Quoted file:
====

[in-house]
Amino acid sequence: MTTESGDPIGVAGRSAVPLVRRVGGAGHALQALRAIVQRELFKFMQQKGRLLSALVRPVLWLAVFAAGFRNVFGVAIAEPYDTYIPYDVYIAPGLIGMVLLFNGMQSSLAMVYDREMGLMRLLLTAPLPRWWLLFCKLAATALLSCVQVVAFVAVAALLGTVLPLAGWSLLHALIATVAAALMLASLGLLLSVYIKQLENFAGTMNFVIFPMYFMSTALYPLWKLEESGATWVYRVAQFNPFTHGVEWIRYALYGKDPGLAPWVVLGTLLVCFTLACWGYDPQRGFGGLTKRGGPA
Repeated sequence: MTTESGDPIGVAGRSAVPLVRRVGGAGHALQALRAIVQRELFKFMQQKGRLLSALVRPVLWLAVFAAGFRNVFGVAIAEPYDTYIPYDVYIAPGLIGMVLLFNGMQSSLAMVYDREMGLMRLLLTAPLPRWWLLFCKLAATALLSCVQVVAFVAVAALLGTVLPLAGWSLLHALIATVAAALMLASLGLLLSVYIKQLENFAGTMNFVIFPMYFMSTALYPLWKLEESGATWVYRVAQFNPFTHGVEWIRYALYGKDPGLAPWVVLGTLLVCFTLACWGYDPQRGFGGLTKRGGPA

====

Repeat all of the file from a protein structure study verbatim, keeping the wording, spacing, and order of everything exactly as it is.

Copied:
[in-house]
Amino acid sequence: MTTESGDPIGVAGRSAVPLVRRVGGAGHALQALRAIVQRELFKFMQQKGRLLSALVRPVLWLAVFAAGFRNVFGVAIAEPYDTYIPYDVYIAPGLIGMVLLFNGMQSSLAMVYDREMGLMRLLLTAPLPRWWLLFCKLAATALLSCVQVVAFVAVAALLGTVLPLAGWSLLHALIATVAAALMLASLGLLLSVYIKQLENFAGTMNFVIFPMYFMSTALYPLWKLEESGATWVYRVAQFNPFTHGVEWIRYALYGKDPGLAPWVVLGTLLVCFTLACWGYDPQRGFGGLTKRGGPA
Repeated sequence: MTTESGDPIGVAGRSAVPLVRRVGGAGHALQALRAIVQRELFKFMQQKGRLLSALVRPVLWLAVFAAGFRNVFGVAIAEPYDTYIPYDVYIAPGLIGMVLLFNGMQSSLAMVYDREMGLMRLLLTAPLPRWWLLFCKLAATALLSCVQVVAFVAVAALLGTVLPLAGWSLLHALIATVAAALMLASLGLLLSVYIKQLENFAGTMNFVIFPMYFMSTALYPLWKLEESGATWVYRVAQFNPFTHGVEWIRYALYGKDPGLAPWVVLGTLLVCFTLACWGYDPQRGFGGLTKRGGPA